Taking place just one week after the Chinese Grand Prix, Round Four of the 2009 FIA Formula One World Championship sees the sport arrive in the Middle East for the first of two visits this season for the Bahrain Grand Prix on Sunday 26 ...
Taking place just one week after the Chinese Grand Prix, Round Four of the 2009 FIA Formula One World Championship sees the sport arrive in the Middle East for the first of two visits this season for the Bahrain Grand Prix on Sunday 26 April.
Located 30km south of the Kingdom's capital Manama, the Bahrain International Circuit was designed by Herman Tilke and staged its first Grand Prix in 2004. The 57 lap race takes place on a 5.412km (3.363 mile) circuit where the cars average 210kph (130mph) and reach top speeds of 314kph (195mph) along the pit straight.
The circuit features four long straights which place the emphasis on achieving maximum straightline speed combined with slower twisty sections. The desert location with high ambient temperatures presents an interesting challenge for the teams as sand blown onto the track surface in the frequently breezy conditions can vary grip levels dramatically.
ROSS BRAWN, TEAM PRINCIPAL
Q. With three races completed this season, how would you assess the Brawn GP team's performance?
"As the first four Grands Prix take place over just a five-week period, it has been an intense and demanding start to the season for the Brawn GP team. Australia, Malaysia and China produced some fantastic racing and I am very pleased with how the team responded to the challenges that we have faced. This was particularly the case in China last weekend where the team and the drivers did an excellent job. Although we were not able to challenge for the victory in the dramatic and unexpectedly wet conditions, we consolidated our championship position with two strong points-scoring results.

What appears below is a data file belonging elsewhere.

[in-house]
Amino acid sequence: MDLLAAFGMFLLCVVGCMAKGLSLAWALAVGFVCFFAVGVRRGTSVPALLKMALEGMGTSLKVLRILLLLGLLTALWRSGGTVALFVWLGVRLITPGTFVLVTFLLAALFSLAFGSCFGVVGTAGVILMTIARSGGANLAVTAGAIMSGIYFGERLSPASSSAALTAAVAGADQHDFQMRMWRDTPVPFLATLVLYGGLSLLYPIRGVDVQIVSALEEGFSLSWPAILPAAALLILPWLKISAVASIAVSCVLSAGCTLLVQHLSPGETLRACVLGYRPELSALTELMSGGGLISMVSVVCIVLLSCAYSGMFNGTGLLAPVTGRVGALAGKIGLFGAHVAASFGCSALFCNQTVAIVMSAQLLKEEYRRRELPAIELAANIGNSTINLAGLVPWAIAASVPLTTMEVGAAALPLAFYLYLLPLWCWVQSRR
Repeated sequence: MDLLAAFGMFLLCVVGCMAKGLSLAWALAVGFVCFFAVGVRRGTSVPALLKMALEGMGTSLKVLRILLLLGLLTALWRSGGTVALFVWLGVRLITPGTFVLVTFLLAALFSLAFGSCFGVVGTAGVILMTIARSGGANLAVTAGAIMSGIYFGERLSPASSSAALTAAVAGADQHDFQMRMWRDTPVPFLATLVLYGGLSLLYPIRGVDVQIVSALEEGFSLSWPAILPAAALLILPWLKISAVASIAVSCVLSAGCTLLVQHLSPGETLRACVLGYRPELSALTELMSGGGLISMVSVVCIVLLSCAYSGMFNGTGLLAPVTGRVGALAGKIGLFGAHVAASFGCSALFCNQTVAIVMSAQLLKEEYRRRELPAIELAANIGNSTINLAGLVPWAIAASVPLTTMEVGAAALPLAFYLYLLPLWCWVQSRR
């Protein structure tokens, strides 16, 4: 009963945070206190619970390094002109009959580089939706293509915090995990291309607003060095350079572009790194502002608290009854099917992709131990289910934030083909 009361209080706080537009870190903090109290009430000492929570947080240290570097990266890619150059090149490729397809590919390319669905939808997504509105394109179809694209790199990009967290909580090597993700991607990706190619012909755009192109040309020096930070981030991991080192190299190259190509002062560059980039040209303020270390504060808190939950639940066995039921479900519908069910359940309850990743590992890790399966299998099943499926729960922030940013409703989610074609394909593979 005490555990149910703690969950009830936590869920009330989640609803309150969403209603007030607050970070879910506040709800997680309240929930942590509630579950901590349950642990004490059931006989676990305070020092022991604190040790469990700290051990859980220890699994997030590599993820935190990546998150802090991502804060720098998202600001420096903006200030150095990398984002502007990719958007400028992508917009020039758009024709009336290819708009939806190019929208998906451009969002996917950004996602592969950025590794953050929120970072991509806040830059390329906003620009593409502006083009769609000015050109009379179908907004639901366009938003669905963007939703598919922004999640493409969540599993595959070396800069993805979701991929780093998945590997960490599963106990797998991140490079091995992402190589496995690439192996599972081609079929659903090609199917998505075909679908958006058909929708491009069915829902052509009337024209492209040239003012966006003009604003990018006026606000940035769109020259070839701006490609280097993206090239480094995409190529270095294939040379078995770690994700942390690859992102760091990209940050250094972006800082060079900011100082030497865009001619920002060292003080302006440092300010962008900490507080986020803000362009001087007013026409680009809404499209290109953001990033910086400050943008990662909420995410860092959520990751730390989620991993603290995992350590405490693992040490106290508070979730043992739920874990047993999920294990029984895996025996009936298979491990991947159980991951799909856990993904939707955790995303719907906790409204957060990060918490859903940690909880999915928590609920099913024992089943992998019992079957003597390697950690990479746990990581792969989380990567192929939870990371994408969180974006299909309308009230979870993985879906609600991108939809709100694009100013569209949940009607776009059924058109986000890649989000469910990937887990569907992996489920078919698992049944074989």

"Looking ahead to the fourth race on the season in Bahrain this weekend, we are expecting a dry weekend which will allow us to really put the BGP 001 through its paces and assess our performance. The track characteristics of the Bahrain International Circuit should suit our car and we do not expect any concerns from the high ambient and track temperatures."
Q. What are your thoughts on the Bahrain International Circuit?
"Bahrain is always one of my favourite races on the calendar as I love the country and the circuit has some great fast flowing sections which really suit my driving style and allow you to push the car to its limits. It's a good circuit for overtaking, particularly at turn one after the long straight where you brake very hard from over 300kph in seventh gear down to first gear. People tend to brake surprisingly early here so you can make up crucial ground if you are brave. Confidence under braking is the key to a quick lap. You have to believe in the car's performance and have full confidence that you can stop effectively."
Q. What are the particular challenges that the Bahrain Grand Prix presents?
"Bahrain is not a particularly quick track but it is an interesting one from a driver's perspective. From a technical point of view, braking and traction are crucial and you need good straightline speed to maximise the long straights so the strength of our Mercedes-Benz engine will prove a real advantage here. It can turn very windy, particularly in the afternoon, which causes sand to be blown onto the track affecting the grip levels. This can be a particular challenge in qualifying when everyone is trying to be out on track at the last minute when the circuit is cleanest. The last two race weekends have turned out to be really eventful with the weather affecting the outcome in Malaysia and China but hopefully we can expect a dry race here in Bahrain this weekend."
-credit: brawn gp